Saturday, 17 November 2007


An artist's impression of me when I'm inevitably arrested and
dragged off to jail in chains for criticising feminism

I saw 300 the other day.

It's quite a cool movie. Fighting, bloodshed, shouting, silly beards, big lunatics with swords for hands, weird oracle ladies with groovy big nipples, and more severed limbs than you can shake a severed limb at. Great stuff.

What was annoying, though, was the Queen back in Sparta. Whilst her husband is out fighting she's letting some guy shag her just so she can have permission to speak to some senate type thing or other. Then, when she's addressing the Spartan leaders, she starts urging them to raise armies and call for allies, and go and support the three-hundred in the fight. Obviously she seems to forget to volunteer herself to go forth to battle.

I know it's not exactly an historically accurate movie - unless the Persian leader really was a nine-foot tall version of 50-Cent - but either way, the Queen's actions and speech were a rather annoying reminder of what generally happens in human historty; whenever women feel that they and their children are threatened, they break out the shaming language and nagging and urge men to go off and fight to defend them - the women and their kids - from the invaders (the first feminists in Britain went around snidely handing out white feathers - to represent cowardice - to any able-bodied man who wasn't out getting shot at by Germans.)

And if the invaders win, the women invariably forget their dead menfolk and join the invader's society and shag their menfolk.

You wouldn't catch me risking my life to defend the pig-shit of a matriarchy that the UK has come. In fact I'm looking forwards to its collapse, which is what happens to all feminist/socialist societies.

"Oi, this is a no smoking oracular mountaintop!"

Otherwise, though, it's a class film. Better than all the romantic comedy shite that's around.

Check out the South Park parody too.


Anonymous said...

Those were almost my same thoughts when I saw the movie. In the beginning of the movie she says something like "Spartan women have to be strong to bear forth Spartan men" and then she turns around and lets some skinny, little politician bang her to get her way. However, since there are hardly any action movies where the women do something other than flaunt their parts, I was glad the queen at least picked up a sword and stabbed the corrupt guy in the end. Better than nothing, I guess :)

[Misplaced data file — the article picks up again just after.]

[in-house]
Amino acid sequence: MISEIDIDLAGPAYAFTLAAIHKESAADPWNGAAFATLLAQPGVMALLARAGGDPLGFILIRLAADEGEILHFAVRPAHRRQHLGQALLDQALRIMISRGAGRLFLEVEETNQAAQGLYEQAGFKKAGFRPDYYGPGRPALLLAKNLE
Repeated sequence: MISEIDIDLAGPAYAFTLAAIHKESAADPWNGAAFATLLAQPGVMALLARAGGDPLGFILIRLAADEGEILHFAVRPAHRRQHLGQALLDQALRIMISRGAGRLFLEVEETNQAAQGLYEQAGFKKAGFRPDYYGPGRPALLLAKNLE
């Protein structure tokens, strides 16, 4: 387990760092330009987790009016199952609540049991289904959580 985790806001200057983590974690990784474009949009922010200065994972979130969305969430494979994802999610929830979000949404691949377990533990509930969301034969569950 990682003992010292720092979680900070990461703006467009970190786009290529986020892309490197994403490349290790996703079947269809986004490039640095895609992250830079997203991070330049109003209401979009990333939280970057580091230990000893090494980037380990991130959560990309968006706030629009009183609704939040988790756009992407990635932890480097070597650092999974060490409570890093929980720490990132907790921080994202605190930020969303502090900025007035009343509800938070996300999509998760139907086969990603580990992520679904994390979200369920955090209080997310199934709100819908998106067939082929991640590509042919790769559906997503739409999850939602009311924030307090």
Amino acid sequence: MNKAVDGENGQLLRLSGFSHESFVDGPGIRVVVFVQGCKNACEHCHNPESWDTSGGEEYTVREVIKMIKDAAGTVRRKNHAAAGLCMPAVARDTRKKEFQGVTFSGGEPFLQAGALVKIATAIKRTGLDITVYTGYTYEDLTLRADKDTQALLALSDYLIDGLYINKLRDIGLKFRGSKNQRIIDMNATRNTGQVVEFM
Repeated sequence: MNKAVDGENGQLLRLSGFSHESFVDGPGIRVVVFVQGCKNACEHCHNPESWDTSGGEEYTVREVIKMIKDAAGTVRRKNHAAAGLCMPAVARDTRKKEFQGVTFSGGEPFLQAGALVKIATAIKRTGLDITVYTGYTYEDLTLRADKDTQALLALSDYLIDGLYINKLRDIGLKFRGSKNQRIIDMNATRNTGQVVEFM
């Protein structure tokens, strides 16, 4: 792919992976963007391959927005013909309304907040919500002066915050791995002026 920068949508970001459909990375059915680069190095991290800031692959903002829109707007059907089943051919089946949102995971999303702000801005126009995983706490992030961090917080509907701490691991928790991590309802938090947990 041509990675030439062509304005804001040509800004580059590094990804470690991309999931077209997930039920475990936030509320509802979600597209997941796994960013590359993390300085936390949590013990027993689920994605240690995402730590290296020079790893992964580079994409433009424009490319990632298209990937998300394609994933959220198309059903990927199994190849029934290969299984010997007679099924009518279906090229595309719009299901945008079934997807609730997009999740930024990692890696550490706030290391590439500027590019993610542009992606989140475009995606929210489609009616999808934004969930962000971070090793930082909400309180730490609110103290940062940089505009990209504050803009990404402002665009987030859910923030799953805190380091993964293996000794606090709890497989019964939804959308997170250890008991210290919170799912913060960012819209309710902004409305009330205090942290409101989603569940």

Anonymous said...

Xeres was a tough SOB. At a young Age he was put in a Cage with a hungry Lion and a spear. He killed it or he was a Meal. He was no Light in the Loafers pansie as was suggested in the Movie.

Spartan Women were tough as the Men. And Marriage was about breeding Warriors. It was no paradise, it was tough brutal and life was short. Helots were treated as Slaves, beaten, abused and murdered to keep them in line.

Sparta was the first Nation to practice Eugenics on a large scale. It produced tough, ferocious Warriors. Many of whom enjoyed sex with the Men in their Phalanx. This too was a Historical Fact.

Anonymous said...

Mind, the Spartan women porked enough of the helots while hubby was away to produce a whole generation of 'parthenai' - bastards.

Not that I'm decrying the greatness of Sparta, mind you. But their ladies abused their power, as ladies will.

Anonymous said...

Spartan women were NOT as tough as Spartan men. They excercised, could wrestle but they went through none of the military training. They didn't get beaten by sticks daily. They didn't hunt stray helots by night as teenagers. They didn't have to fight for food as boys did. Toughest women in all of Greece back then? Sure, but nowhere near as tough as the toughest men in all of Greece. Just by their food alone (Pigs blood mixed with vinegar), the men were tougher...if you can eat that your stomach is cast iron.

BTW, this toughness in their women did NOT earn the Spartans any respect. Indeed the rest of Greece mocked them and claimed that the Spartan men were ruled by their women, which to a big extent in the case of their mothers, they were.

cemex said...

As a side note, I seem to remember reading somewhere that it was illegal to be a bachelor in Sparta, that was probably because their government wanted them to have more kids

Bobby.N said...

To me, the movie brought to light the 'masculine' & 'feminine' as refreshing comparrissons.

The directness of war, honor/ethics & masculine identity - compared to the female corruption of deceit, lying, materialism, greed (Xerces) & opportunism - was a refreshing contrast that made me feel a touch of something I rarely see in my culture (and why the 'old' ways seem so much more pure)... that is, I observe distinct 'masculinity'.

Frank Miller did well bringing this Graphic Novel to the screen.